• Focus on who you are Most people I know aren’t romantic like in the movies. We aren’t perfectly dressed; we don’t say those pithy romantic lines that melt the heart; we are generally pretty dorky. So, if you’re planning a romantic evening, plan something that is reflective of you as a couple/triad/group. A group cuddle party watching your favorite movie? A whisky tasting at your local distillery? Indoor sky diving? Whatever is reflective of and special for YOU is best. I actually do enjoy an opportunity to dress up, so my partner(s) know that whatever we plan needs to have a dressy or costumy element to it for me to be happy.
  • Share If you are in a couple and don’t generally celebrate Valentine’s Day, consider loaning your partner out to a friend or other partner who does want to celebrate it. I’ll never forget the one year during my dating-but-solo-poly phase when one of my on-again, off-again’s partners’ wife said, “Take Minx out for Valentine’s Day; we don’t celebrate it, and she does.” What a wonderful gift!
  • Determine privacy If you have several partners and date separately, a group date might not be the thing. Talk with each partner about what he/she wants for Valentine’s Day, and do your best to accommodate them. Again, many people have very different ideas of what makes for a great romantic holiday, so don’t assume; ask! You may be assuming you need to make four separate dates for four separate partners, but that may not be the case at all. Ask everyone how much private time they need in order to feel special. And, of course, don’t forget to add what YOU want into the mix.

I hope this is helpful for you–let me know your ideas in the comments!

PW 466: A Life Less Monogamous, a new fiction novel

Finally, a novel about non-monogamy!life less monogamous cover

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1:00 Host chat

  • Join our email list by going to
  • We’re working on a dating profile ebook
  • Also a how-to ebook on writing your own user manual for the fall
  • Kitty Chambliss has a podcast: Loving Without Boundaries

3:30 Poly in the News

More poly news coverage based on the recent OKCupid change allowing couples to link their profiles whilst searching to date others

7:15 Interview: Cooper Beckett about his new fiction novel, A Life Less Monogamous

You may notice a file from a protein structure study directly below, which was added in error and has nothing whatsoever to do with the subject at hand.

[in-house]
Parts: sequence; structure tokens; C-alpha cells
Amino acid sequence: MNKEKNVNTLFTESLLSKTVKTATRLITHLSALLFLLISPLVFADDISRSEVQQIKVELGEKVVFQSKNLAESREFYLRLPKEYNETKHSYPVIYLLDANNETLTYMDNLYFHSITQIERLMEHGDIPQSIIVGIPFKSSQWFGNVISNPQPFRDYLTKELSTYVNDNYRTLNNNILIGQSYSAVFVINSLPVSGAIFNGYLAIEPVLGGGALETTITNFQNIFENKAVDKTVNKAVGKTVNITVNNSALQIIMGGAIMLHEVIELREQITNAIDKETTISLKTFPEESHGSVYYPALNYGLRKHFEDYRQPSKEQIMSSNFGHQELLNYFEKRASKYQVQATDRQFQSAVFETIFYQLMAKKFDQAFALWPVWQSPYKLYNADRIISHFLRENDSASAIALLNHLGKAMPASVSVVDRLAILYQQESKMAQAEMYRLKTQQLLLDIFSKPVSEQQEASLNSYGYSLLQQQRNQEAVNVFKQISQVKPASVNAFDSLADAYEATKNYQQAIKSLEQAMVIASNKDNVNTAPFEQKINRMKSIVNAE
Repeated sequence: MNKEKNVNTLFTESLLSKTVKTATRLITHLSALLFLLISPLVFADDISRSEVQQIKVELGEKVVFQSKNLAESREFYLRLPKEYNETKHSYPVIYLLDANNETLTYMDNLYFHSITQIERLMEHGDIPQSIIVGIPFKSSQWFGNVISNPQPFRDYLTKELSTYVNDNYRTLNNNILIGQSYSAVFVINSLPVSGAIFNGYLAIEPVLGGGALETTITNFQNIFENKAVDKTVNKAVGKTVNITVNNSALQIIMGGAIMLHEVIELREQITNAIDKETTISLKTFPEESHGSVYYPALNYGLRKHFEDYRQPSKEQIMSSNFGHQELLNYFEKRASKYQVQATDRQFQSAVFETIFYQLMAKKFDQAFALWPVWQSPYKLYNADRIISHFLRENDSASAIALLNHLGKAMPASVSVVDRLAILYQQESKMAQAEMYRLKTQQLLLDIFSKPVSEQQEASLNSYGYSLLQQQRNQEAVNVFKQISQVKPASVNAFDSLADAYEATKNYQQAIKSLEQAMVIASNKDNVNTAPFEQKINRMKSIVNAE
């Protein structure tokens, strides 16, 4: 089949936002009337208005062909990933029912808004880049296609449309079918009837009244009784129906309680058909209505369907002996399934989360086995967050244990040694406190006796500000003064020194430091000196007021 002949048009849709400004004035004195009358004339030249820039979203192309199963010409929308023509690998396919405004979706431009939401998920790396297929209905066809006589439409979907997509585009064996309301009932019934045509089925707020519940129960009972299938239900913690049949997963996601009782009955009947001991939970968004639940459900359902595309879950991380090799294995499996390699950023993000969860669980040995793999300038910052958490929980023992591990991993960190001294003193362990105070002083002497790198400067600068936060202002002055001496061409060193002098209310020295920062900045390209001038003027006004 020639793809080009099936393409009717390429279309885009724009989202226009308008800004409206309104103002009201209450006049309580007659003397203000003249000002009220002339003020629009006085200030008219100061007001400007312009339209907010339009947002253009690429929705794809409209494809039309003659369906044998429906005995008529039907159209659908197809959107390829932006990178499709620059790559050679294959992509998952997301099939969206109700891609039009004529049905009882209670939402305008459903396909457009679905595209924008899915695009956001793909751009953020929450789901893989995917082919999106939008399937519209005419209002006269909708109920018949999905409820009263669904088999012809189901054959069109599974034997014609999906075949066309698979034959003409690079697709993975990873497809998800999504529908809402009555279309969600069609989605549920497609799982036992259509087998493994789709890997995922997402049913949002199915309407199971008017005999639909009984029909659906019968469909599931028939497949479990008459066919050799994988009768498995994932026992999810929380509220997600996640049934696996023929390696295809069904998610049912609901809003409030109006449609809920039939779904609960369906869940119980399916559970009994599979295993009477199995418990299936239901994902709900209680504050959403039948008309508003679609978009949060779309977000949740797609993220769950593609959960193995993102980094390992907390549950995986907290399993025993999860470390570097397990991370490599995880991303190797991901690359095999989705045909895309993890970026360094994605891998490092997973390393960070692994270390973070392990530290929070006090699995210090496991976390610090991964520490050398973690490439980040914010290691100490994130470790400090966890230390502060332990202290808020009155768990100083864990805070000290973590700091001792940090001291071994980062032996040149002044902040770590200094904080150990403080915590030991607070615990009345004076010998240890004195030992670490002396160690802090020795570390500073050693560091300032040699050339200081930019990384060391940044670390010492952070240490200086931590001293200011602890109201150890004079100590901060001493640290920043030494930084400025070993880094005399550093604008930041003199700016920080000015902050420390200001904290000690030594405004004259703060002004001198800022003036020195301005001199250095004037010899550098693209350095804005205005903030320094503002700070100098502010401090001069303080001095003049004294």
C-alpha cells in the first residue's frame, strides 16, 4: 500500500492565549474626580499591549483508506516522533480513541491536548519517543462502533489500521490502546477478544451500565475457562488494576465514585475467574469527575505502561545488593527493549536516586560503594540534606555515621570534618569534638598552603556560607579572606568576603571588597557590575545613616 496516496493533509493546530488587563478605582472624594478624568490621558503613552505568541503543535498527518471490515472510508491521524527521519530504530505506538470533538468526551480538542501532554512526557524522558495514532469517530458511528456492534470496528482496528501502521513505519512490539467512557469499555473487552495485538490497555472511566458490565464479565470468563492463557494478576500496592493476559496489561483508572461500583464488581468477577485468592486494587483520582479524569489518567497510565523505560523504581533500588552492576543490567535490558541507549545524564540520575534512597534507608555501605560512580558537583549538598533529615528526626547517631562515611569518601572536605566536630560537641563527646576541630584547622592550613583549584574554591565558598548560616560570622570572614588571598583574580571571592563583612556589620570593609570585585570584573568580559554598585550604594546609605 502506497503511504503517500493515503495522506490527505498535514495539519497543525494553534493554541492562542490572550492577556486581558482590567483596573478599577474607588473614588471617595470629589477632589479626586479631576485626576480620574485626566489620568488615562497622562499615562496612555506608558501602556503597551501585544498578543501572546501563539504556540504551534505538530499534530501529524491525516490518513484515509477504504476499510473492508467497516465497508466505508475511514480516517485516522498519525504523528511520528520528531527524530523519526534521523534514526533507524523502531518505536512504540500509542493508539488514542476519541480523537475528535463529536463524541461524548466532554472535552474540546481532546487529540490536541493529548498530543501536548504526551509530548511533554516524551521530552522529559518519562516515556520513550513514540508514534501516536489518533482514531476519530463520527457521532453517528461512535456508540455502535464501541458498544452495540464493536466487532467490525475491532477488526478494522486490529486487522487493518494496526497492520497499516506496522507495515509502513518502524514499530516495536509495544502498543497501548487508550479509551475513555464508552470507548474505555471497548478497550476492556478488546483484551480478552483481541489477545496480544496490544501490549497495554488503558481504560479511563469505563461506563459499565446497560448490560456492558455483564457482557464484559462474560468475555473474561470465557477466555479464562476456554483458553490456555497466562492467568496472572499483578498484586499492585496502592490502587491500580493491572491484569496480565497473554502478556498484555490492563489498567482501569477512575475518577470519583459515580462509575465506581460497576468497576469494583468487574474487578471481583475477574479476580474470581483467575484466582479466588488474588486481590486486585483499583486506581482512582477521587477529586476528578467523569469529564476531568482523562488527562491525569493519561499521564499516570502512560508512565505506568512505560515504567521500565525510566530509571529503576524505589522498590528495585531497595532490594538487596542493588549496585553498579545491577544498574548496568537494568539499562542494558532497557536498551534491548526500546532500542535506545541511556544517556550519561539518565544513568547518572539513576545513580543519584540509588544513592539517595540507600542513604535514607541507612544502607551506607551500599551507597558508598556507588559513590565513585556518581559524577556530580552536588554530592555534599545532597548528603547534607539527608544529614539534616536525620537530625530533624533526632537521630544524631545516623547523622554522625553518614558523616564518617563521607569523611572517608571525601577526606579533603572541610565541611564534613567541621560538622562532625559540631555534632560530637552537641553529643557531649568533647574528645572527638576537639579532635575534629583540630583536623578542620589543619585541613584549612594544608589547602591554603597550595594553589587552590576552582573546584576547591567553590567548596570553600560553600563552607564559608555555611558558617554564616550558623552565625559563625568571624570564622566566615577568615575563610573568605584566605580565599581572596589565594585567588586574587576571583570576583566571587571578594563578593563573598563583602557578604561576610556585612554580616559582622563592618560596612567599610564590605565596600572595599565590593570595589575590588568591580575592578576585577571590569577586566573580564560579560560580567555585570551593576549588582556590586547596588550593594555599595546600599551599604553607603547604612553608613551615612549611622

Cooper Beckett joins us to discuss his new fiction novel about new non-monogamists, A Life Less Monogamous. Use code MINX for a 10% discount! Our text interview with Cooper is here.

30:00 Happy Poly Moment

An asexual lesbian writes in to share her happy poly moment.

32:45 Wrap up

Questions? Comments? Feedback? Email or call the listener comment line at 802-505-POLY. And hey, why not attach an audio comment to that email? 🙂 Check out PolyWeekly at Share this with a friend or write an iTunes review!

PW 465: Rules about beds

What are the sticking points of sex in your bed24446326_s? And why?

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1:00 Host chat

  • We’ll be at InfinityCon! Use code POLYWEEKLY at registration for a 10% discount!

Poly in the News

More poly stories out of Brazil

Topic: Rules about beds

A listener writes in to ask what kind of rules people make about beds. Is your bed just for sleeping? Is sex with your partners OK? What about with their partners? What if you’re not there? Who cleans the sheets and when? The results of our poly bed poll are here.

And if you’re not protective of your bed, is there some other area you are protective of—like your car or your kitchen? It’s always good to be aware of where your boundaries are.

Today, LustyGuy and Minx talk through what you need to consider about bed etiquette and, if you are going to make any rules, to prepare for them to be broken at some point.

Happy Poly Moments

  • M wrote in to share a wonderful mono-poly happy moment. As the monogamous partner who got pregnant, she was bowled over by her metamour’s consistent support of her throughout the pregnancy and after the birth!
  • Speaking of beds, A wrote in to say that once they got a king bed, everything was a million times better!

Wrap Up

Questions? Comments? Feedback? Email or call the listener comment line at 802-505-POLY. And hey, why not attach an audio comment to that email? 🙂 Check out PolyWeekly at Share this with a friend or write an iTunes review!